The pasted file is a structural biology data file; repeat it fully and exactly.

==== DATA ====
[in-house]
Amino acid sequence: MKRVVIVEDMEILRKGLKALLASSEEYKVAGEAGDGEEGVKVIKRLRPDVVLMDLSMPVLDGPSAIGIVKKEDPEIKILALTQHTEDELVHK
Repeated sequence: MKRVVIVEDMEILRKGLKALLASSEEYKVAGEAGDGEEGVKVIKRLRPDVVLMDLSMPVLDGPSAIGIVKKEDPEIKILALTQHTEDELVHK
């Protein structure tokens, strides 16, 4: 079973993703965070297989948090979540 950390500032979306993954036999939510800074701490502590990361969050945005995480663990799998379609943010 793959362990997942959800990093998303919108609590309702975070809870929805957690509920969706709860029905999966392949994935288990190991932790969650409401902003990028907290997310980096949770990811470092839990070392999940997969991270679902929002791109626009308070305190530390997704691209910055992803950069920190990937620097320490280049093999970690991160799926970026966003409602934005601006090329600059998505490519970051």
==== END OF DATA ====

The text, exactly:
[in-house]
Amino acid sequence: MKRVVIVEDMEILRKGLKALLASSEEYKVAGEAGDGEEGVKVIKRLRPDVVLMDLSMPVLDGPSAIGIVKKEDPEIKILALTQHTEDELVHK
Repeated sequence: MKRVVIVEDMEILRKGLKALLASSEEYKVAGEAGDGEEGVKVIKRLRPDVVLMDLSMPVLDGPSAIGIVKKEDPEIKILALTQHTEDELVHK
């Protein structure tokens, strides 16, 4: 079973993703965070297989948090979540 950390500032979306993954036999939510800074701490502590990361969050945005995480663990799998379609943010 793959362990997942959800990093998303919108609590309702975070809870929805957690509920969706709860029905999966392949994935288990190991932790969650409401902003990028907290997310980096949770990811470092839990070392999940997969991270679902929002791109626009308070305190530390997704691209910055992803950069920190990937620097320490280049093999970690991160799926970026966003409602934005601006090329600059998505490519970051």